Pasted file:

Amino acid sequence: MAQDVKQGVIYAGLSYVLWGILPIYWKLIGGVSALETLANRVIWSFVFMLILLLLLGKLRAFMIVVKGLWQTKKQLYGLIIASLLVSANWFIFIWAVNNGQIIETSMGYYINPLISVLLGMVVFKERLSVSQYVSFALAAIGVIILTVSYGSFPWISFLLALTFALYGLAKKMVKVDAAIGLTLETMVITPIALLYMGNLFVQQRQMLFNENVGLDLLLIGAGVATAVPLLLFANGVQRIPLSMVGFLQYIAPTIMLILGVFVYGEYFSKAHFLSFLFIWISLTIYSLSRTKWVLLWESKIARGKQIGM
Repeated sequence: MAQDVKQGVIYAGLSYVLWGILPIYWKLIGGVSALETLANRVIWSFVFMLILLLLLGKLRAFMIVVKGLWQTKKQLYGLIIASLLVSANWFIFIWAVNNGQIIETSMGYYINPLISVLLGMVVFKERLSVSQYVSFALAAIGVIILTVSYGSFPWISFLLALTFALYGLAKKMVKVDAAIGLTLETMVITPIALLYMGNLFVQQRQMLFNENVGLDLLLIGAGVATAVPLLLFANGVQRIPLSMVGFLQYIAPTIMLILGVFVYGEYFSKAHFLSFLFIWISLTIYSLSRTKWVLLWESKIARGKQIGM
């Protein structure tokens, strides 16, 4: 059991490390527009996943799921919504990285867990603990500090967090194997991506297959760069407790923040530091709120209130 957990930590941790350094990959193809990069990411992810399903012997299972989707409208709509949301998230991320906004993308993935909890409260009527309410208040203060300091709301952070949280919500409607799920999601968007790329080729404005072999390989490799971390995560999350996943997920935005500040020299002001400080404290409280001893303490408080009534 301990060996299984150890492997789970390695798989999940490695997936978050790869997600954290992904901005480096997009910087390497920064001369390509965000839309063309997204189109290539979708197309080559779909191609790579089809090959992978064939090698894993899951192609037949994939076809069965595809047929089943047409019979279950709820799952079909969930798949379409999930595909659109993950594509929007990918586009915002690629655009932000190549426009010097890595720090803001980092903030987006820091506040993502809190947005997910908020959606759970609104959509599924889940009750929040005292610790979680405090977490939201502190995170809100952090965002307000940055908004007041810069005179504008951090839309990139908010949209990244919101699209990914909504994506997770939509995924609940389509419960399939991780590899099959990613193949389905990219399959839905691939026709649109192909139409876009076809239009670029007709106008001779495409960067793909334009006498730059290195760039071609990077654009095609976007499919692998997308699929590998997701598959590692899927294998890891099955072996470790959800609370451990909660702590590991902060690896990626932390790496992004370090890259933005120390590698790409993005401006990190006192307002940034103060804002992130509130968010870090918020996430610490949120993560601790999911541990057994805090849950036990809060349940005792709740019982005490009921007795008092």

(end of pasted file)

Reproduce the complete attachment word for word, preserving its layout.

Amino acid sequence: MAQDVKQGVIYAGLSYVLWGILPIYWKLIGGVSALETLANRVIWSFVFMLILLLLLGKLRAFMIVVKGLWQTKKQLYGLIIASLLVSANWFIFIWAVNNGQIIETSMGYYINPLISVLLGMVVFKERLSVSQYVSFALAAIGVIILTVSYGSFPWISFLLALTFALYGLAKKMVKVDAAIGLTLETMVITPIALLYMGNLFVQQRQMLFNENVGLDLLLIGAGVATAVPLLLFANGVQRIPLSMVGFLQYIAPTIMLILGVFVYGEYFSKAHFLSFLFIWISLTIYSLSRTKWVLLWESKIARGKQIGM
Repeated sequence: MAQDVKQGVIYAGLSYVLWGILPIYWKLIGGVSALETLANRVIWSFVFMLILLLLLGKLRAFMIVVKGLWQTKKQLYGLIIASLLVSANWFIFIWAVNNGQIIETSMGYYINPLISVLLGMVVFKERLSVSQYVSFALAAIGVIILTVSYGSFPWISFLLALTFALYGLAKKMVKVDAAIGLTLETMVITPIALLYMGNLFVQQRQMLFNENVGLDLLLIGAGVATAVPLLLFANGVQRIPLSMVGFLQYIAPTIMLILGVFVYGEYFSKAHFLSFLFIWISLTIYSLSRTKWVLLWESKIARGKQIGM
């Protein structure tokens, strides 16, 4: 059991490390527009996943799921919504990285867990603990500090967090194997991506297959760069407790923040530091709120209130 957990930590941790350094990959193809990069990411992810399903012997299972989707409208709509949301998230991320906004993308993935909890409260009527309410208040203060300091709301952070949280919500409607799920999601968007790329080729404005072999390989490799971390995560999350996943997920935005500040020299002001400080404290409280001893303490408080009534 301990060996299984150890492997789970390695798989999940490695997936978050790869997600954290992904901005480096997009910087390497920064001369390509965000839309063309997204189109290539979708197309080559779909191609790579089809090959992978064939090698894993899951192609037949994939076809069965595809047929089943047409019979279950709820799952079909969930798949379409999930595909659109993950594509929007990918586009915002690629655009932000190549426009010097890595720090803001980092903030987006820091506040993502809190947005997910908020959606759970609104959509599924889940009750929040005292610790979680405090977490939201502190995170809100952090965002307000940055908004007041810069005179504008951090839309990139908010949209990244919101699209990914909504994506997770939509995924609940389509419960399939991780590899099959990613193949389905990219399959839905691939026709649109192909139409876009076809239009670029007709106008001779495409960067793909334009006498730059290195760039071609990077654009095609976007499919692998997308699929590998997701598959590692899927294998890891099955072996470790959800609370451990909660702590590991902060690896990626932390790496992004370090890259933005120390590698790409993005401006990190006192307002940034103060804002992130509130968010870090918020996430610490949120993560601790999911541990057994805090849950036990809060349940005792709740019982005490009921007795008092």